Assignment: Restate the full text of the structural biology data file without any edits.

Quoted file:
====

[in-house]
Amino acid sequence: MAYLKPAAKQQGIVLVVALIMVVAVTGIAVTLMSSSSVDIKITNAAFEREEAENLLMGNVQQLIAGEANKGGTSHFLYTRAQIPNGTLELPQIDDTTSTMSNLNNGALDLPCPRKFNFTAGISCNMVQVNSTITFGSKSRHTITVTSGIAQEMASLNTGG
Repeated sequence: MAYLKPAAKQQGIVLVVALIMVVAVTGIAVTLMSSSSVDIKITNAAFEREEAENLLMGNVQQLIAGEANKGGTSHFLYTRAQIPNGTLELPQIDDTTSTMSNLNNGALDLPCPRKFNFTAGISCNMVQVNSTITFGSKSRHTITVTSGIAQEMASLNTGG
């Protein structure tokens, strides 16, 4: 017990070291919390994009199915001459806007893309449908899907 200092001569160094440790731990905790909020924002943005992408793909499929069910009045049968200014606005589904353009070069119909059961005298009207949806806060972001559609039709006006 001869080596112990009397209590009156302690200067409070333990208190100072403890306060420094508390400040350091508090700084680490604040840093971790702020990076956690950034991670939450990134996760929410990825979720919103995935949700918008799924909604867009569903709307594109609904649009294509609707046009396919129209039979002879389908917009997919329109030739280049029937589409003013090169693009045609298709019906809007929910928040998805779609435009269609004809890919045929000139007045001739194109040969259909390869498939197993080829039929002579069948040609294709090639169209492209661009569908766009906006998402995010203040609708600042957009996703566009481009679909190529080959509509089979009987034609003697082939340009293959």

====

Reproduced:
[in-house]
Amino acid sequence: MAYLKPAAKQQGIVLVVALIMVVAVTGIAVTLMSSSSVDIKITNAAFEREEAENLLMGNVQQLIAGEANKGGTSHFLYTRAQIPNGTLELPQIDDTTSTMSNLNNGALDLPCPRKFNFTAGISCNMVQVNSTITFGSKSRHTITVTSGIAQEMASLNTGG
Repeated sequence: MAYLKPAAKQQGIVLVVALIMVVAVTGIAVTLMSSSSVDIKITNAAFEREEAENLLMGNVQQLIAGEANKGGTSHFLYTRAQIPNGTLELPQIDDTTSTMSNLNNGALDLPCPRKFNFTAGISCNMVQVNSTITFGSKSRHTITVTSGIAQEMASLNTGG
């Protein structure tokens, strides 16, 4: 017990070291919390994009199915001459806007893309449908899907 200092001569160094440790731990905790909020924002943005992408793909499929069910009045049968200014606005589904353009070069119909059961005298009207949806806060972001559609039709006006 001869080596112990009397209590009156302690200067409070333990208190100072403890306060420094508390400040350091508090700084680490604040840093971790702020990076956690950034991670939450990134996760929410990825979720919103995935949700918008799924909604867009569903709307594109609904649009294509609707046009396919129209039979002879389908917009997919329109030739280049029937589409003013090169693009045609298709019906809007929910928040998805779609435009269609004809890919045929000139007045001739194109040969259909390869498939197993080829039929002579069948040609294709090639169209492209661009569908766009906006998402995010203040609708600042957009996703566009481009679909190529080959509509089979009987034609003697082939340009293959």